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Re: Any news?

Posted: Fri Sep 14, 2018 5:07 pm
by IaNerd
Re: modular-reed harmonicas

In the near past I spent crazy amounts of money using Seydel's Configurator to try out alternate tunings. More recently I have been trying, whenever practicable, to buy cheap Chinese harps on Amazon and then re-tune them. So for an alternate-tuning geek like me, the prospect of modular reeds is enticing.

Best wishes on that, Brendan!

Re: Any news?

Posted: Mon Sep 17, 2018 3:49 am
by Brendan
You can make your own modular reed harps with a bit of effort, by slicing up regular harmonica reedplates.

Like others I thought this could be a great idea and tried it a long time ago (1990) - but my test harp didn't sound good, so I gave up. However I just tested it quickly again yesterday and found the results were fine: the harp sounded pretty much the same as before the reedplates were sliced up. Clearly I must have done a sloppy job 28 years ago... :-(

Even this new test is pretty rough and ready, a rather coarse hacksaw job, but it tells me that small modular reedplates in harmonicas using sliced stock reedplates is a viable approach after all.

I recommend you give it a try; as you say Patrick, it will make trying alternate tunings very easy.

Here's a pic to give the idea: ... _tn__=EH-R

Automating the slicing process to give neat clean cuts in the reedplates is possible with a variety of CNC machines. Encouraged by this test, I'm going to look into that and see where it leads.

Re: Any news?

Posted: Mon Sep 17, 2018 4:21 am
by Brendan
Several of you mentioned the desirability of simplifying the reed attachment system from multiple screws to something else. I've been thinking about it too, but right now can't think of anything better.

Crawford's idea of a bar pressed down at each end could work - but I imagine getting sufficient consistent pressure along the whole length of the harp would be difficult without something quite beefy. Worth looking into though.

Another idea would be to incorporate pressure bars or tabs in the coverplates. Covers are often given a slight convex curve that bears down on the front of the reedplate, and some have rear struts or even a horizontal lower surface at the rear too. If the covers were beefed up a bit and designed with this pressure system in mind they could do the extra job of holding down the modular reedplates.

But that would require a factory to commit to the modular reedplate system, and we could be waiting a long time for that! Right now screws do the job well enough for players who want to test this idea for themselves.

Re: Any news?

Posted: Mon Sep 17, 2018 4:34 am
by IaNerd
What if the reed blocks were slightly wedge-shaped, and slid into a slot with a gasket on the comb side? This picture shows a very exaggerated sense of the shape I envision.
21488-1001-2ww-m.jpg (59.45 KiB) Viewed 8342 times

Re: Any news?

Posted: Mon Sep 17, 2018 4:39 am
by IaNerd
I'm also wondering if the Yonberg harps already have a plate-securing mechanism which could be recast into a modular form.

Re: Any news?

Posted: Mon Sep 17, 2018 4:41 am
by Brendan
Here's an example of what I mean:

Re: Any news?

Posted: Mon Sep 17, 2018 4:45 am
by Brendan
You could slide draw plates in from the rear, but what about blow plates? They have a reed hanging under them. You'd need a slot in the comb to accommodate it, then a way to re-seal the slot. It would all take a lot of high precision manufacturing.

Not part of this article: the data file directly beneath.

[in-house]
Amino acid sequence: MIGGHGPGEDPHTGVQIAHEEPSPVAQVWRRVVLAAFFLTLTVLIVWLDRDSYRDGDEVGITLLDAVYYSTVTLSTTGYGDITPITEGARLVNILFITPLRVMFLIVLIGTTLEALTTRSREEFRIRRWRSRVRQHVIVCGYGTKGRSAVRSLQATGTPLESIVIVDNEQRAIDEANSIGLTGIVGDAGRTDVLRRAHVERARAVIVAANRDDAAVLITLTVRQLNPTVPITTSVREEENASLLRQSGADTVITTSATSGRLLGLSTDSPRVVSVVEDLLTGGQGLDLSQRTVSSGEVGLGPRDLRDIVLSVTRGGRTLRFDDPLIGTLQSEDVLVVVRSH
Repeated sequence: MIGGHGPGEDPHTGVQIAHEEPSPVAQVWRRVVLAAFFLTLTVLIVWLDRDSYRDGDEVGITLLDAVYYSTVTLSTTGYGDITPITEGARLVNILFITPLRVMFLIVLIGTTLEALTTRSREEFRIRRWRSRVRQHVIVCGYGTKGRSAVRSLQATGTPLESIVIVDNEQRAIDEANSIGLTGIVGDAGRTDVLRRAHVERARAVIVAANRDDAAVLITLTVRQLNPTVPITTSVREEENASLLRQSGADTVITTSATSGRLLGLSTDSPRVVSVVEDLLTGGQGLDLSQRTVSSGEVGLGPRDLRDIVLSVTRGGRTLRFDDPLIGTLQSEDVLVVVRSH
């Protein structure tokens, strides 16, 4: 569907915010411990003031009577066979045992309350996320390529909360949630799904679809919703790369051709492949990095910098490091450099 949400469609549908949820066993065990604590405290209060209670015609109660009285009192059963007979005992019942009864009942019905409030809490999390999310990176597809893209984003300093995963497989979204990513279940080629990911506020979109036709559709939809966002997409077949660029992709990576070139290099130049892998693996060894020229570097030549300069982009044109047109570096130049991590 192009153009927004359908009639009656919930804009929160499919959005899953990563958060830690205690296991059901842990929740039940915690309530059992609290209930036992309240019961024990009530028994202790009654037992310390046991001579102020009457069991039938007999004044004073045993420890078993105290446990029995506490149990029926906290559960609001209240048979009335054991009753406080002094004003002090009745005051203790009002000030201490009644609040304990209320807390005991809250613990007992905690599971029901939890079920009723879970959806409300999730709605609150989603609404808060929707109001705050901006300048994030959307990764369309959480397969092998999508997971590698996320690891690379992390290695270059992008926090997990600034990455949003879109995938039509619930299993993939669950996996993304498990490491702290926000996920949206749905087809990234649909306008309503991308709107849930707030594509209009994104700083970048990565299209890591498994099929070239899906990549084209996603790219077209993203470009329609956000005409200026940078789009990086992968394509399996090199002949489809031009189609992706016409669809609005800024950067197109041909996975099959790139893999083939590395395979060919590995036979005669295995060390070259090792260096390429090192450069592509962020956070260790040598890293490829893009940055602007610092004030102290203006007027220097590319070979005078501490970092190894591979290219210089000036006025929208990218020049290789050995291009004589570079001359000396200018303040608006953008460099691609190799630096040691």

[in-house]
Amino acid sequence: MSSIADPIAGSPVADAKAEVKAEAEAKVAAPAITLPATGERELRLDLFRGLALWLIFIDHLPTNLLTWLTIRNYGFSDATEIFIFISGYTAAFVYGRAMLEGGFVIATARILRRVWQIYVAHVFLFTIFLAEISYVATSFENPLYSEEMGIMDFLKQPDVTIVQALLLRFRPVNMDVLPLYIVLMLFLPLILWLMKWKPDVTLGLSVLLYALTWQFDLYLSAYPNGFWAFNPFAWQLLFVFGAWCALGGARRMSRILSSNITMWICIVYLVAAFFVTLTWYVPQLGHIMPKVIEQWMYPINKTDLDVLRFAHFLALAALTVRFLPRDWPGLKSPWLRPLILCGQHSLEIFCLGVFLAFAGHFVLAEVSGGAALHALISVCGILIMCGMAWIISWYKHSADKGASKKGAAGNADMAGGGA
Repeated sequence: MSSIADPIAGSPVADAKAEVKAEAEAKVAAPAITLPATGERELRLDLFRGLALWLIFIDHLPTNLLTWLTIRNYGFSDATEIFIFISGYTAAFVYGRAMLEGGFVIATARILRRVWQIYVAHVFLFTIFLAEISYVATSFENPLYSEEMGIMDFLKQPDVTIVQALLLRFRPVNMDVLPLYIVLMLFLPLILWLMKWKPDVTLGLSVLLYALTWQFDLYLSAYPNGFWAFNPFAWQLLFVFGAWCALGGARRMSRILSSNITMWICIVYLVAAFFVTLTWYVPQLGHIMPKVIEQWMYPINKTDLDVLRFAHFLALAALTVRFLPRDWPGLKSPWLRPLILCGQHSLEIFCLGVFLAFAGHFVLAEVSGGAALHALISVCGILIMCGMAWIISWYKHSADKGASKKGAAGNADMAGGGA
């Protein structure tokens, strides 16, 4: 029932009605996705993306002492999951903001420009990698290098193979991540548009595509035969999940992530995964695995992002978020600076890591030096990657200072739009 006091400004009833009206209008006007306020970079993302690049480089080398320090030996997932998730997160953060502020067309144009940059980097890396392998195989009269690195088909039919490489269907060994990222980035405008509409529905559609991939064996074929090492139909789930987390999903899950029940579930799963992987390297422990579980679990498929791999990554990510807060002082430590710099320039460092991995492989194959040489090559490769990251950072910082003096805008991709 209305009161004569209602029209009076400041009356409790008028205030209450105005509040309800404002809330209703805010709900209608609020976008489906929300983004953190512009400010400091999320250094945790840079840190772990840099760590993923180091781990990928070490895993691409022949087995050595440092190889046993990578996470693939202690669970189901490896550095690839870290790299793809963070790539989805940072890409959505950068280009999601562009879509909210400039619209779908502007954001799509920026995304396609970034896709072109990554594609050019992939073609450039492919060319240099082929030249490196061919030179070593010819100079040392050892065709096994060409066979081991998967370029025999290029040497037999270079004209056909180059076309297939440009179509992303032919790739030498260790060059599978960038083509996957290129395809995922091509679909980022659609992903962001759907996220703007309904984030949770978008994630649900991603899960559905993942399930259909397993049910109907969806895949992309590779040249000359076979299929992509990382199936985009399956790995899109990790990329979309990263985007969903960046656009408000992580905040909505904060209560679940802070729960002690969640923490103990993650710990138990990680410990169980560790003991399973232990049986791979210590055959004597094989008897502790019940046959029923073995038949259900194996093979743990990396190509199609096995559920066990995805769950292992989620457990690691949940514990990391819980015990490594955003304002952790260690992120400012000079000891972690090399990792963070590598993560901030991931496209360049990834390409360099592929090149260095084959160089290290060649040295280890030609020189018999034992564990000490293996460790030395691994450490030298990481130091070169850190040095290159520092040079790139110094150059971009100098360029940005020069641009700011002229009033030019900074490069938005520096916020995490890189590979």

Re: Any news?

Posted: Mon Sep 17, 2018 12:58 pm
by CrawfordEs
I like the cover idea, possibly incorporating a pair of tension bars.
I’m going to look for a cheap harp and chop it up.
I carve wooden covers, mostly for chromatics, but often for diatonics.
I could probably make one that can provide the pressure to a bar that can hold the plates in.
If so, you might be able to copy them and 3D print them out.
As soon as the bench is clear, this sounds like a fun project.

Re: Any news?

Posted: Tue Sep 18, 2018 7:16 am
by Brendan
I was contacted by a Brazilian player called Gaspar Vianna, who has apparently been using modular reedplates secured by coverplate bars for some time. Hopefully he will send some photos of his harps to check out.

Re: Any news?

Posted: Tue Sep 18, 2018 7:39 am
by Brendan
I mentioned earlier that a manufacturer of modular reed harmonicas would only need 47 reeds to cover every key harp in 4 octaves, from G to F#. That's if they use the same reeds for blow and draw breaths.

The simplest way would be to adopt the normal blow reed configuration where the reed is attached at the front of the reedplate. It can be a blow or a draw reed depending on which way it's flipped on the comb. This would mean all reeds facing away from the player.

This would go against the convention in most diatonics,
where the draw reed faces in, although other types of harmonica use precisely the opposite arrangement (eg. many tremolo harmonicas, and some chromatics). Hering chromatics all have the reeds facing to the rear, and Hohner made some like that in the past too.

I've made diatonic harps with two blow reedplates, one on top and one on bottom (where the formerly 'blow' reeds become draw reeds) and a few with two draw reedplates (where the opposite happens), but they were generally specialist x-reed types, or with valves. Before committing to a modular reedplate system I guess a company would have to investigate closely the response and tone effects of having all reeds facing in one direction or not for standard un-valved harmonicas.

Using reeds in both rear and forward facing configurations would mean stocking 94 reeds instead, complicating the system and adding cost. Not desirable, but perhaps necessary - I'm not sure at this point.

Have any of you got strong opinions on optimal reed directions relating to breath, based on your experience?